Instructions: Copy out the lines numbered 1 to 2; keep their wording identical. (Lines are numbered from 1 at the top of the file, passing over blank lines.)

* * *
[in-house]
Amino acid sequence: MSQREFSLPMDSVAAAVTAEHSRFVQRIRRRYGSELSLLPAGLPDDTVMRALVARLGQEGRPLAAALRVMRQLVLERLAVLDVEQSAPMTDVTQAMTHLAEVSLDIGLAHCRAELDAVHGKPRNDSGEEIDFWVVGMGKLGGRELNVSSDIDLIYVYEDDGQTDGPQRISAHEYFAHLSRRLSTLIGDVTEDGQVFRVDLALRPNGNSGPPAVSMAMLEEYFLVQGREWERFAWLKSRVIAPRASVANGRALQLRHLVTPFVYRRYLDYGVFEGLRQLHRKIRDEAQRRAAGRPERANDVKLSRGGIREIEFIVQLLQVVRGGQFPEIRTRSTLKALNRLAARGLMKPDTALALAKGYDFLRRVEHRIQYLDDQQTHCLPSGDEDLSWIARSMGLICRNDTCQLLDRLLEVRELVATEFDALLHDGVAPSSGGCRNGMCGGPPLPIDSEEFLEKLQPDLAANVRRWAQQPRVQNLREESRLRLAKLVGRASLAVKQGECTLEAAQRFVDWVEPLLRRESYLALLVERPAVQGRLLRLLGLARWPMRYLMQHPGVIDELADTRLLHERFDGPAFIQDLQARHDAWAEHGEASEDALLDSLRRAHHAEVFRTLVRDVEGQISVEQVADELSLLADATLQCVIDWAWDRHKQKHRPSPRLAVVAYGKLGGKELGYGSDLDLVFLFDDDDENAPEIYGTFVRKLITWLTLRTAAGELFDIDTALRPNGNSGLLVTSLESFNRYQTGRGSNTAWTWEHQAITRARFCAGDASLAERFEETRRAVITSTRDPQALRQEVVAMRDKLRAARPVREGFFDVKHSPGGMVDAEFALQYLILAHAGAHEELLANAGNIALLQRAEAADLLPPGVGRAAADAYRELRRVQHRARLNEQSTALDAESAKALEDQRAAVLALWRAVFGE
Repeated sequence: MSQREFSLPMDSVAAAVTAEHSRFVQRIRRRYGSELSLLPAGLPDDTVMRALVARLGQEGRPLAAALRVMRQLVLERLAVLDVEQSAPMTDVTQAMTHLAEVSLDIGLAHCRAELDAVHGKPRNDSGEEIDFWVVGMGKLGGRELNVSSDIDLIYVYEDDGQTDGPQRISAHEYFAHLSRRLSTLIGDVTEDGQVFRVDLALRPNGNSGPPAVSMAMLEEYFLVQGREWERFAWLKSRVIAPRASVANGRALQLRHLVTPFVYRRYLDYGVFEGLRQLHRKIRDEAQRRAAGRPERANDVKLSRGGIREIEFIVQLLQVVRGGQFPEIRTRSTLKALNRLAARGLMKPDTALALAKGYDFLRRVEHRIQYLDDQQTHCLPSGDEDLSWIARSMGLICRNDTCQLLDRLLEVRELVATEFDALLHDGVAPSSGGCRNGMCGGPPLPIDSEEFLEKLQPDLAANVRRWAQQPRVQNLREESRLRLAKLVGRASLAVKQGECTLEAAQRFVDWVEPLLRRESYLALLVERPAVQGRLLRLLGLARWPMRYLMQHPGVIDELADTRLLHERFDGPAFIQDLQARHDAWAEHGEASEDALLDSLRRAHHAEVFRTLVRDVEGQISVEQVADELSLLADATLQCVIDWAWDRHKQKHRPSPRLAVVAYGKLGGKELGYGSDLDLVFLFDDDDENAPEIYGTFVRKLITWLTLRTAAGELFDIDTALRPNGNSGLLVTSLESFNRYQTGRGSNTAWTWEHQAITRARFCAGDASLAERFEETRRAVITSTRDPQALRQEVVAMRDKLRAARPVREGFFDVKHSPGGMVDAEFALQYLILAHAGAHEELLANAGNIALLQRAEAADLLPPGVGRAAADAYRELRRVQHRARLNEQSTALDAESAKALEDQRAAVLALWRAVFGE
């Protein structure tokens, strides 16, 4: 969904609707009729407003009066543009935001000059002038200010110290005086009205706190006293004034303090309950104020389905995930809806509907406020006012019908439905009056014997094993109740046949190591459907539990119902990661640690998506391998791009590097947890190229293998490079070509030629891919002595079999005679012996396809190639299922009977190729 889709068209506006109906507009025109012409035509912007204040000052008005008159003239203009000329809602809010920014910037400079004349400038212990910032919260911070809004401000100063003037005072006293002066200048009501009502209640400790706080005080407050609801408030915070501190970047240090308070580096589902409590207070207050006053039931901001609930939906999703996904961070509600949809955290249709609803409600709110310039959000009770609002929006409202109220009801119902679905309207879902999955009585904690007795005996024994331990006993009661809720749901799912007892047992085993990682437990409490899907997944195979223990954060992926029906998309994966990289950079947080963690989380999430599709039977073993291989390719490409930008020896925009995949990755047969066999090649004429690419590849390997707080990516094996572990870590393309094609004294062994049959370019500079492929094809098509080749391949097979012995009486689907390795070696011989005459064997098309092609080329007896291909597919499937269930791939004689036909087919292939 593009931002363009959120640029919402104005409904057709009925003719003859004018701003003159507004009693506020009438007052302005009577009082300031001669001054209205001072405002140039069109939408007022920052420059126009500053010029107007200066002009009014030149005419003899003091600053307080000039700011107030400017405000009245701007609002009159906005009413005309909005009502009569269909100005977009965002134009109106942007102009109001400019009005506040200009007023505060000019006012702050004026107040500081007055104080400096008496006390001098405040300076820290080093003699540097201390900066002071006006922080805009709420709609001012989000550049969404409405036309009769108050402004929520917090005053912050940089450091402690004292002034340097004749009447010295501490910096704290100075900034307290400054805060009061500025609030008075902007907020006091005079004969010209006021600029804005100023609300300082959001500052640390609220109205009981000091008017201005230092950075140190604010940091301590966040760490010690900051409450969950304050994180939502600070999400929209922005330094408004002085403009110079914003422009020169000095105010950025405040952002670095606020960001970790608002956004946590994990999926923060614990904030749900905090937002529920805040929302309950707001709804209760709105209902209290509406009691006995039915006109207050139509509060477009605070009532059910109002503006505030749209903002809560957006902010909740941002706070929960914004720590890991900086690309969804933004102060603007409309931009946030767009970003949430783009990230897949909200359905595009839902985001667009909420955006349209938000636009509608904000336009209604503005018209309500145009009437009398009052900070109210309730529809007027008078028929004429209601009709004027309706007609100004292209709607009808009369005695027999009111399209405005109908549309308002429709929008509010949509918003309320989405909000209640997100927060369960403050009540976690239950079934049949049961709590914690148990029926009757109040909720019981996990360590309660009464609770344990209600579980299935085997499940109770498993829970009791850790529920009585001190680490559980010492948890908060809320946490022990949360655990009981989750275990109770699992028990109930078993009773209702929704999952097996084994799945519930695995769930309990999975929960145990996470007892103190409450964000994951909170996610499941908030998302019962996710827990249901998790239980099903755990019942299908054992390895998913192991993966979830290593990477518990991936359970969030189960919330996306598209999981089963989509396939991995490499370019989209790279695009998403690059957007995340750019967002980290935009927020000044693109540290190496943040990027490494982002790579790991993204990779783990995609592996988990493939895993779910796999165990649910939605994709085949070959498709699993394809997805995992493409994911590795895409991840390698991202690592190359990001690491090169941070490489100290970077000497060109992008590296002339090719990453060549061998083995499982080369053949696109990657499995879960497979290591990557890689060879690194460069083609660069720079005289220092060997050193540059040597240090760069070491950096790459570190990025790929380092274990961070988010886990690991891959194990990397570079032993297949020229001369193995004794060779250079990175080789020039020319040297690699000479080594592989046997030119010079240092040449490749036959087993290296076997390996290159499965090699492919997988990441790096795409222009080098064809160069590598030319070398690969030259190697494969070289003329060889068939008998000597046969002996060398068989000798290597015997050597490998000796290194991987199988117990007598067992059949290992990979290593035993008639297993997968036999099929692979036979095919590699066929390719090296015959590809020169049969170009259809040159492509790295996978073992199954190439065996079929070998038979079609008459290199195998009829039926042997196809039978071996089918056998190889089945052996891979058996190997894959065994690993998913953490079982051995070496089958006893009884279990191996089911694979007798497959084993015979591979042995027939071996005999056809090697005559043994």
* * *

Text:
[in-house]
Amino acid sequence: MSQREFSLPMDSVAAAVTAEHSRFVQRIRRRYGSELSLLPAGLPDDTVMRALVARLGQEGRPLAAALRVMRQLVLERLAVLDVEQSAPMTDVTQAMTHLAEVSLDIGLAHCRAELDAVHGKPRNDSGEEIDFWVVGMGKLGGRELNVSSDIDLIYVYEDDGQTDGPQRISAHEYFAHLSRRLSTLIGDVTEDGQVFRVDLALRPNGNSGPPAVSMAMLEEYFLVQGREWERFAWLKSRVIAPRASVANGRALQLRHLVTPFVYRRYLDYGVFEGLRQLHRKIRDEAQRRAAGRPERANDVKLSRGGIREIEFIVQLLQVVRGGQFPEIRTRSTLKALNRLAARGLMKPDTALALAKGYDFLRRVEHRIQYLDDQQTHCLPSGDEDLSWIARSMGLICRNDTCQLLDRLLEVRELVATEFDALLHDGVAPSSGGCRNGMCGGPPLPIDSEEFLEKLQPDLAANVRRWAQQPRVQNLREESRLRLAKLVGRASLAVKQGECTLEAAQRFVDWVEPLLRRESYLALLVERPAVQGRLLRLLGLARWPMRYLMQHPGVIDELADTRLLHERFDGPAFIQDLQARHDAWAEHGEASEDALLDSLRRAHHAEVFRTLVRDVEGQISVEQVADELSLLADATLQCVIDWAWDRHKQKHRPSPRLAVVAYGKLGGKELGYGSDLDLVFLFDDDDENAPEIYGTFVRKLITWLTLRTAAGELFDIDTALRPNGNSGLLVTSLESFNRYQTGRGSNTAWTWEHQAITRARFCAGDASLAERFEETRRAVITSTRDPQALRQEVVAMRDKLRAARPVREGFFDVKHSPGGMVDAEFALQYLILAHAGAHEELLANAGNIALLQRAEAADLLPPGVGRAAADAYRELRRVQHRARLNEQSTALDAESAKALEDQRAAVLALWRAVFGE